A Second World War veteran was thrilled to be invited back to the Far East with members of his family, to revisit places still vivid in the memory of a once fresh-faced teenage wireless operator. DAN COOMBS met up with him to hear his account of the trip
RON Pinder, 84, was among a group of former Royal Navy sailors on a two-week trip to Singapore last month, paid for by the Heroes Return scheme. The scheme gives Big Lottery
Fund grants to veterans to take their families back to the scene of their active service. For most, this would be impossible without lottery help.
"When I was there in Malaysia all those years ago, I had no idea that, 65 years later, I would return with my family," said Mr Pinder, of Harvil Road, Harefield
He took his wife, Gwen, and son and daughter-in-law, David and Jane Pinder, for celebrations marking the 65th anniversary of the end of the war.
"We flew directly from Heathrow, and were there in less than 24 hours," said Mr Pinder. "When I signed up to go to war, the journey took more than six weeks by boat.
"That only got us as far as India, then we had to get to Malaysia."
Mr Pinder served in the Royal Navy's East Indies Fleet and later the British Pacific Fleet. He was 17 and living in Hillingdon when he signed up."I was a wireless operator and was taught the job back home," he said. "You're taught it very well and you never forget it. I learned it on the Isle of Man.
"We had to do Morse Code. I still know it, but it no longer applies, sadly. We communicated with other ships and the Indian Army, and it really was an international language.
"On board ship, you have to do everything, unlike in the other services. You have to do cleaning when you were off duty. We all mucked in together."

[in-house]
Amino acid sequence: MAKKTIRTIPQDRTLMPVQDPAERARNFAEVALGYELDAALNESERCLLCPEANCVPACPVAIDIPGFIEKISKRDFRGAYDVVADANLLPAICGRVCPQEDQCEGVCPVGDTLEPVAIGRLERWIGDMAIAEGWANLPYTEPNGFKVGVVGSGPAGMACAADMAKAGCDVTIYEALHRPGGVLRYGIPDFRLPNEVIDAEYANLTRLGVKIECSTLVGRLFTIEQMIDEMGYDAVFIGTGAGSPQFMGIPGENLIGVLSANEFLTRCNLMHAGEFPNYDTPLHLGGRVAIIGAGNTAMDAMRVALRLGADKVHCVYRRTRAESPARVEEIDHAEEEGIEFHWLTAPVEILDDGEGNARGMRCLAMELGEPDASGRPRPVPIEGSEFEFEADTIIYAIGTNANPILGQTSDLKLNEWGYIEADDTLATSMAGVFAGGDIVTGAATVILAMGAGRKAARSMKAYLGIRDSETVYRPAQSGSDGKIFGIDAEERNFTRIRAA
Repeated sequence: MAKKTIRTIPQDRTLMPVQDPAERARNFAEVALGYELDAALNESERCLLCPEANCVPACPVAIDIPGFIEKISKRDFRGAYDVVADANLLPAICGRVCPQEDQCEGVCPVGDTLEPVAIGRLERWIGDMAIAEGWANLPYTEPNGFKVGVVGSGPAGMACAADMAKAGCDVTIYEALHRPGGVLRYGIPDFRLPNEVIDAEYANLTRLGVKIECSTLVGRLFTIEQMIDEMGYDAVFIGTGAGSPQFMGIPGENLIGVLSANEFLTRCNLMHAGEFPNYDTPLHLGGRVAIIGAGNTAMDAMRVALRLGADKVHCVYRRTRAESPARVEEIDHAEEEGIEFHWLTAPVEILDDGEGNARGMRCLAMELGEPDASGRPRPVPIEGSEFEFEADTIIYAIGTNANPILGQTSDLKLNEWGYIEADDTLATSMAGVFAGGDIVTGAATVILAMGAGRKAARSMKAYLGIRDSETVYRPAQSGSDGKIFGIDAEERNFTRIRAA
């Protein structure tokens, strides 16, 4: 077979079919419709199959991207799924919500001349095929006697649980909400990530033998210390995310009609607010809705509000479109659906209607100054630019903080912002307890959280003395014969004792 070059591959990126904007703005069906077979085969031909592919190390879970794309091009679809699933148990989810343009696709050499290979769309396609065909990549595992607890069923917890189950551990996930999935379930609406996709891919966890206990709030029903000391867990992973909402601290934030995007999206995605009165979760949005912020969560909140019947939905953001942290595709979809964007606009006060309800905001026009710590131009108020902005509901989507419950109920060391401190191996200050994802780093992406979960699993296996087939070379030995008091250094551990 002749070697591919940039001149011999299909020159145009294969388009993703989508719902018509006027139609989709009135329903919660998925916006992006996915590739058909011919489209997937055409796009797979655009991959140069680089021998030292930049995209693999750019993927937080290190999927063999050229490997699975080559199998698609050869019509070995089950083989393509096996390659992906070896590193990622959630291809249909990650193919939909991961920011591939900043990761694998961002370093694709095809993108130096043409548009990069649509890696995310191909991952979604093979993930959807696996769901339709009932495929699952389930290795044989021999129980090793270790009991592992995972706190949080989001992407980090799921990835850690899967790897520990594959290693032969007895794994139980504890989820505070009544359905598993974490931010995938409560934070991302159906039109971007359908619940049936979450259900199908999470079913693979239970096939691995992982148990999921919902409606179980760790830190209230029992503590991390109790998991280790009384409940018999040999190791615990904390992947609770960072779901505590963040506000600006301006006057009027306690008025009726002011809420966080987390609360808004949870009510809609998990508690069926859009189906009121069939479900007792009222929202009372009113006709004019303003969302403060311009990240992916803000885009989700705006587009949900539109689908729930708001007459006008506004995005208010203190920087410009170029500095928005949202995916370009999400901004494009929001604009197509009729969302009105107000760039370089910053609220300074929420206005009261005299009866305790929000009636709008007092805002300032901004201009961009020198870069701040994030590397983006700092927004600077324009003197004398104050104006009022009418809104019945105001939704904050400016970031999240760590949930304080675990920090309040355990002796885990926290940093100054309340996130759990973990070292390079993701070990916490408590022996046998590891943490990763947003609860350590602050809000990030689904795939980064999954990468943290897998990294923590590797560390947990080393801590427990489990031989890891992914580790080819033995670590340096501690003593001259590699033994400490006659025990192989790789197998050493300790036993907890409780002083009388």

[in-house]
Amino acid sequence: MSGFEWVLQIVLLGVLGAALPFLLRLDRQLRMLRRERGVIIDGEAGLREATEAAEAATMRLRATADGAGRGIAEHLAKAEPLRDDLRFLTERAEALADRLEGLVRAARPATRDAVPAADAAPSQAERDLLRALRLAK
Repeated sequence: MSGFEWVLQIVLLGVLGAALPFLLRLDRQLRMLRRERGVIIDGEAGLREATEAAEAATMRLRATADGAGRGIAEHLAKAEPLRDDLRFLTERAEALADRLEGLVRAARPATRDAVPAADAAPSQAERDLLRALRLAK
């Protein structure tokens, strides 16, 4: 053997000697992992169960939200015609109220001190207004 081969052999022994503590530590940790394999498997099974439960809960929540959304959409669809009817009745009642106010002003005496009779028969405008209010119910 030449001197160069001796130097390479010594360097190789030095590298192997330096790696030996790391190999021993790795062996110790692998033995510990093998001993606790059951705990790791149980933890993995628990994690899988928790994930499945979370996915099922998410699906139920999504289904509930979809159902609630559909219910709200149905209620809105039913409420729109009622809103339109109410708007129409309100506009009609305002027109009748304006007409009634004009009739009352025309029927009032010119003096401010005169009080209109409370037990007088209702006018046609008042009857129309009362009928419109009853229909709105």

The nostalgic trip took the Pinders to Singapore, on the tip of the Malay peninsula, which Mr Pinder found had changed dramatically since the war.
"Singapore was not a country then, it was just part of Malaysia, which wasn't even called Malaysia," he recalled. "It was just known as Malay.
"Now it's like New York, and it's all skyscrapers. It wasn't like that when I was there.
"On our trip we were treated like royalty, put up in a five star hotel and wined and dined.
"We went to our old naval base, which was really a quite emotional experience."
The East Indies Fleet took on the Japanese invaders as they swept south and west. Singapore itself fell in February, 1942, and the fleet fled to Java on to Sri Lanka, then known as Ceylon.
The British Pacific Fleet was involved in the reconquest of the eastern Indian Ocean once the tide of war had turned against Japan.
After the war, Mr Pinder worked as a printer for the Middlesex Chronicle, the Gazette's predecessor paper. Now retired, he was grateful for the chance to return - but also philosophical.
"When the opportunity came, we just had to take it," he said. "It may be the last chance for me to see the old place
"It would be nice to go back for the 70th anniversary but this was probably our last one."
Mrs Pinder, 78, said: "I am so proud of him. It was a fantastic experience."